I took these two paragraphs below from a website that was previously a part of Texas A&M University. They were written by Dr. Steven Lukefahr who was the geneticist who created the Tamuks and the Composites. If you know nothing about him, please google him for the history behind this amazing man. He has spent over 40 years studying rabbits around the world in different climates and cultures. Many of his projects were to cultivate rabbit farms in order to address hunger insecurity in many of the third world cultures that he visited. His work over that time developed an amazing line of rabbits with incredible traits that are available for us today.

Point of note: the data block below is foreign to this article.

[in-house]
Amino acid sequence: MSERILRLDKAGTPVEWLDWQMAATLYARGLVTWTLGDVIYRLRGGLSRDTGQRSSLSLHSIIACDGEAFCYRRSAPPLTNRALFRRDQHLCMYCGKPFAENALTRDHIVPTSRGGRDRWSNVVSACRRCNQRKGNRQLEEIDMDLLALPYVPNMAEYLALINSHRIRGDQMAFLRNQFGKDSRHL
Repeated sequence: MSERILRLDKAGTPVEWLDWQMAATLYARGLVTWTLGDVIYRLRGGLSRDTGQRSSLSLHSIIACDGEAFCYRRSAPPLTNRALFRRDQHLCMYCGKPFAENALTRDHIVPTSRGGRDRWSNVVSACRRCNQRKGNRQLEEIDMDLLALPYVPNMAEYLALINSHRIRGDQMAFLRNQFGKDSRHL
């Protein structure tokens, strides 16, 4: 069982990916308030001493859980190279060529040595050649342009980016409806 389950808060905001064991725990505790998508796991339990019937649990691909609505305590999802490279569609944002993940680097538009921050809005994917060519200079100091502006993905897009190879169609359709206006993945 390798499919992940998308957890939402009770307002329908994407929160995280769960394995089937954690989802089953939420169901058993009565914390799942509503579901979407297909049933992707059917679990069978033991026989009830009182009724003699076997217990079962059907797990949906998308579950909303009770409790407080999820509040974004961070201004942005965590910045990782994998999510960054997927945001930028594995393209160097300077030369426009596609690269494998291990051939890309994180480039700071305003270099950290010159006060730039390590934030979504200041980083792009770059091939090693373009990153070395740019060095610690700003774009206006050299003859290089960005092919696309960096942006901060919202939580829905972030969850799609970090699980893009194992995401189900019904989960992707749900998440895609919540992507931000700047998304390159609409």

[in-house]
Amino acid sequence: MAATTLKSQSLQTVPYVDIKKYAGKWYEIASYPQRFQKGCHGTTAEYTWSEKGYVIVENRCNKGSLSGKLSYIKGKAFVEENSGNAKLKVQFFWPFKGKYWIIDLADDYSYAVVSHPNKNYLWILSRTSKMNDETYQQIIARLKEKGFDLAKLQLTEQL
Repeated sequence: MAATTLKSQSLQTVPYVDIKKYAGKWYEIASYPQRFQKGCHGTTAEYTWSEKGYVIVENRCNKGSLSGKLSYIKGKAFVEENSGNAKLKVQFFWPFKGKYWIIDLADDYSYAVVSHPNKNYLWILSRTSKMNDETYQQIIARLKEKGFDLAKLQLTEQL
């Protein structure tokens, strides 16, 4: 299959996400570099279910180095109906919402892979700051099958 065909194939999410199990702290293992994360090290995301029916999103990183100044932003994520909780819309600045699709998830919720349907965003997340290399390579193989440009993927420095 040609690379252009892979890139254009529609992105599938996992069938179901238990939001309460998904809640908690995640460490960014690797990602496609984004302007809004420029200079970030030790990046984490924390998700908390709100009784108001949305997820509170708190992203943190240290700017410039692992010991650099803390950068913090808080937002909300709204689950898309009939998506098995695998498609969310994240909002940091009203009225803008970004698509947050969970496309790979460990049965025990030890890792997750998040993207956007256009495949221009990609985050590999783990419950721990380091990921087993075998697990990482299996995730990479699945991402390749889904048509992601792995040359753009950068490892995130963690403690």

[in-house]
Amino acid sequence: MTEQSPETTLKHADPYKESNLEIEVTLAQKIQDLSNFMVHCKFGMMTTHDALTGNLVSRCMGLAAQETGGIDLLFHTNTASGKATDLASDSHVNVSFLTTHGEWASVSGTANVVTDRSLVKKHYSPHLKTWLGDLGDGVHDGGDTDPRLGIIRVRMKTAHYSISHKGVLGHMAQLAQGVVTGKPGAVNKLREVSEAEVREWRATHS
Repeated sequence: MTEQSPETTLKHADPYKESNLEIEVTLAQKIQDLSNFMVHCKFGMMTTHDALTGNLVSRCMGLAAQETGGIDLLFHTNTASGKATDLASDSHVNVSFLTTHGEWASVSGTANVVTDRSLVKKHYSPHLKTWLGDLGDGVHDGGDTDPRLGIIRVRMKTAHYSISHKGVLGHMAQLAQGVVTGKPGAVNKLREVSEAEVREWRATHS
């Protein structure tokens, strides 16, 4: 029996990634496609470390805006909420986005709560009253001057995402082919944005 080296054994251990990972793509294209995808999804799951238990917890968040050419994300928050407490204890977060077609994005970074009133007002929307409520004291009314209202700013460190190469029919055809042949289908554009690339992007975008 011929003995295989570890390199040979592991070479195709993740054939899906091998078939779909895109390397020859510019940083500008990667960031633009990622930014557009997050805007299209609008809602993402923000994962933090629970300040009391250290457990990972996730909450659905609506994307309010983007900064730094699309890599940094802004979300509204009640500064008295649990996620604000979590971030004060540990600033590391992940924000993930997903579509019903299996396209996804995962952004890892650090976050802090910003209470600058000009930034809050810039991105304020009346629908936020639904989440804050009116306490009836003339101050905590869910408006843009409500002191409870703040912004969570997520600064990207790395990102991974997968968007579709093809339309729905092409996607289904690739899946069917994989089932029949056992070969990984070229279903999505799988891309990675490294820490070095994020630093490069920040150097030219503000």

The "Tamuk" line of the New Zealand White (NZW) breed, specifically developed for the commercial meat rabbit industry, was developed in the mid-1980's involving the crossing of commercial lines from Arkansas, Florida and Louisiana. This composite maternal line is especially well adapted under hot and humid conditions. Too, there is little to no fancy or show NZW breeding in this line. Does exemplify desirable maternal characteristics, such as early maturity, large litters, well developed nests, good milking ability, and strong maternal instincts, for which commercial selection has been applied. The recommended breeding management regime involves first mating at 4-1/2 months of age and a 14-day breed-back system that allows for 8 litters per doe per year. When purchasing NZW stock, always ask to see production and pedigree records. Avoid show stock when breeding meat rabbits for home or commerical use. Do not be impressed by show ribbons and trophies. Moreover, our lines and breeds have a good reputation for heat resistance and steady litter and(or) meat production. Show-bred rabbits typically are not selected for production traits and have short coupled bodies, thick fur coats, short ears, excessive flesh, etc. These and other imperfections make such rabbits both less productive and less capable of being heat resistant, which affects production for the serious meat rabbit producer. Our NZW line has been very productive for both families with small backyard operations and large commercial operations in many states. Composites - A new breed - About 30 years ago, Dr. Lukefahr began crossing different breeds for backyard meat production to feed his own family. Another objective was steady production, which is enhanced by hybrid vigor due to crossbreeding. Yet another aim was choosing breeds that harbor major genes for coat color. As a result of crossing seven breeds over the years (in chronological order: New Zealand Red, Siamese Satin, Californian, New Zealand White, Dutch, Champagne d’Argent, Harlequin, and Havana), this composite breed now possesses all of the major genes for coat color. In the photo to the left, nine rabbits from the same litter are each of a different color! Examples of colors in this population include agouti and black, blue, chocolate, and lilac, creme and opal, seal and siamese, chinchilla, himalayan and albino, and steel, harlequin (japanese and magpie), and red. In the photo to the right, a seemingly rare magpie-californian rabbit is shown. As a family activity, this color feature will hopefully pique the curiosity and active interest of children. Also, the skins can be tanned using the natural colors (without dyeing) and made into products that can be sold, for example, at farmers markets. Lastly, this population was recently crossed with our commercial Tamuk NZW line to infuse genes for production for vital traits such as fertility, litter size, milk production, and growth, while adding some additional hybrid vigor as a boost to performance. It should also be pointed out that these rabbits are heat tolerant with adaptive characteristics that include long ears and thin fur coats. Several breeders now in different states are reporting good production success with this new breed. However, an important point is that this breed better suited for small-scale backyard production. It is not a commercial breed. Also, some breeders place order for only white (albino) animals if they are selling fryers commercially where a premium is paid for white body fur. Try a breeding trio!